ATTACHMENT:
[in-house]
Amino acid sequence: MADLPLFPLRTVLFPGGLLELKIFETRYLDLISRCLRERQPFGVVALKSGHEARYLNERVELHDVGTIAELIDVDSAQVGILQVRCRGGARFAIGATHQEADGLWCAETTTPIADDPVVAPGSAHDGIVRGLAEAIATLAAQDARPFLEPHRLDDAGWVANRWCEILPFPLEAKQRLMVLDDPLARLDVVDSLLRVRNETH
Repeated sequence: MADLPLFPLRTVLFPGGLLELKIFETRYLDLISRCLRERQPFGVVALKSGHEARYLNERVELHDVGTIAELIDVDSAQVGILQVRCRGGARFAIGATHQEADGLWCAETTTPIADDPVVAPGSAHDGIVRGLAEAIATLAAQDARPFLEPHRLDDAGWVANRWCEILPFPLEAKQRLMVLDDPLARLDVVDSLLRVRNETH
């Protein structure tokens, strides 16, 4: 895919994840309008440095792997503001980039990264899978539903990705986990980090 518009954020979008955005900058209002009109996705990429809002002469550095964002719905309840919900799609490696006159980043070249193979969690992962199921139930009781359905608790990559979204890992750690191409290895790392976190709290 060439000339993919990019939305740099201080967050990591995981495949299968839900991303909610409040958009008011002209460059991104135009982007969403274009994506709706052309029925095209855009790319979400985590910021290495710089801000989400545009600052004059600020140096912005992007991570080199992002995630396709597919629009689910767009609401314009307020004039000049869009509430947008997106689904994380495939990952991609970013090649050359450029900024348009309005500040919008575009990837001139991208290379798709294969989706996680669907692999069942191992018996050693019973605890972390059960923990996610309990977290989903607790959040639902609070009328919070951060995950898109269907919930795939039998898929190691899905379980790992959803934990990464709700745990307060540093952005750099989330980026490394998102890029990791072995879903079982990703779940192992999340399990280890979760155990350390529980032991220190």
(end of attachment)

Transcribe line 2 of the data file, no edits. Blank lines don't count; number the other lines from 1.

Amino acid sequence: MADLPLFPLRTVLFPGGLLELKIFETRYLDLISRCLRERQPFGVVALKSGHEARYLNERVELHDVGTIAELIDVDSAQVGILQVRCRGGARFAIGATHQEADGLWCAETTTPIADDPVVAPGSAHDGIVRGLAEAIATLAAQDARPFLEPHRLDDAGWVANRWCEILPFPLEAKQRLMVLDDPLARLDVVDSLLRVRNETH